The Cube (whose official name is "Alamo") is a sculpture and cultural landmark in the East Village of New York City.
The sculpture was created by Bernard Rosenthal and installed in Astor Place in 1967. It was originally only intended to be there for 6 months as part of a group of 25 temporary art installations around the city, but people loved it so much, they petitioned the city to keep it there. It’s since become a local landmark and hangout spot. On it’s own, it’s a little island in the middle of an intersection, and is an excellent meeting spot. If you don’t know where you should meet a friend in the area, it’s always easy to say “let’s just meet at The Cube,” and there your friend will be!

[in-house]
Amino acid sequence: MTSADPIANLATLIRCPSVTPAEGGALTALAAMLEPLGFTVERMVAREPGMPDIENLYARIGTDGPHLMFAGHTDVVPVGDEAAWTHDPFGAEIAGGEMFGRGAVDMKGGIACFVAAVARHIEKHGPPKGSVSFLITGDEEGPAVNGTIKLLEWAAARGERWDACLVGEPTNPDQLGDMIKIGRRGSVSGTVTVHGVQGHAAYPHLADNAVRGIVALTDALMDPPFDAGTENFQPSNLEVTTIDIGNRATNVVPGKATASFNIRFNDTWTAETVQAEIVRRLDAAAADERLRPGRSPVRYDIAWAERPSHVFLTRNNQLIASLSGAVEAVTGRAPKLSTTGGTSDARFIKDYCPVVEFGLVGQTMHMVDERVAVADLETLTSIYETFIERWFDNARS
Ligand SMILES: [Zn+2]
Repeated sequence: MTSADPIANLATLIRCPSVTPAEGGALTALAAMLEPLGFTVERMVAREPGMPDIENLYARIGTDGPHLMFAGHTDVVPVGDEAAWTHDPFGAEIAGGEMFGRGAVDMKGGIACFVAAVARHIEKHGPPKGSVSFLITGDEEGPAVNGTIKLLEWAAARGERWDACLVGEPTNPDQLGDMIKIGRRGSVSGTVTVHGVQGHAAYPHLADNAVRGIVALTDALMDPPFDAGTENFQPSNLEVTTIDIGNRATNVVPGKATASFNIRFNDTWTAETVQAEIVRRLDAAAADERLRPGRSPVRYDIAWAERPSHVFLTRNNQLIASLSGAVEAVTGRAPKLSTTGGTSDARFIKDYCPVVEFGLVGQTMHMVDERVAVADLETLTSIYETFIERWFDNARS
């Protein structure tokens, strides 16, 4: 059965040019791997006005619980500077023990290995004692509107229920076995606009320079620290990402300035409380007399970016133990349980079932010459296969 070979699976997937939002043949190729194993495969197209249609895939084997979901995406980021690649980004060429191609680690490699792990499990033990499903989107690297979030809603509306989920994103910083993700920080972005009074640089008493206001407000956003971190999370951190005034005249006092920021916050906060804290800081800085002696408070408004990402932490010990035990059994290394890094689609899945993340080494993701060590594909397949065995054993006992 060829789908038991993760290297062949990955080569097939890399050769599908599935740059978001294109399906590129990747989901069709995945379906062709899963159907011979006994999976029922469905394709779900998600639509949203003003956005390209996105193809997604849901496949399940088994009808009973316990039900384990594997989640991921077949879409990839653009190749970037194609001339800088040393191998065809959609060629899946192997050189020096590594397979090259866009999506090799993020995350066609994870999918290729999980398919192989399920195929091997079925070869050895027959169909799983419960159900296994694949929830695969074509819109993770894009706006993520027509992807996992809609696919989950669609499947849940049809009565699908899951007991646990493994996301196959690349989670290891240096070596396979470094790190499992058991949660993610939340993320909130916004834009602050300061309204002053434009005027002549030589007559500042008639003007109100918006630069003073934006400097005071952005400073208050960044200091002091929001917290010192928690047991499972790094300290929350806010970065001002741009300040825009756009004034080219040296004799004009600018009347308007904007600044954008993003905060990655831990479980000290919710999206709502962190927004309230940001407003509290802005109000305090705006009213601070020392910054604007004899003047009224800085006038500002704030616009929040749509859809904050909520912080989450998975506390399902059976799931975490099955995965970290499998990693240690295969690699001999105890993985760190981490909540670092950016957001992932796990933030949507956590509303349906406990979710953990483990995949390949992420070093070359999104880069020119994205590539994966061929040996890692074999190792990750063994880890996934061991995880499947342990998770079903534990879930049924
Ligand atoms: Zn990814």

If people aren’t sitting around its base (although there are always people sitting there), a fun bit of exercise is trying to spin it. The sculpture is pretty big – 8 feet long on each side, and weighing about 1,800 pounds – but with a few people, it’s actually easy to spin. It’s pivot point is the bottom corner where it’s attached to the base.
Until recently, I never knew The Cube had a name other than ‘The Cube’. The artist came up with Alamo after his wife said the scale reminded her of the Alamo Mission in San Antonio.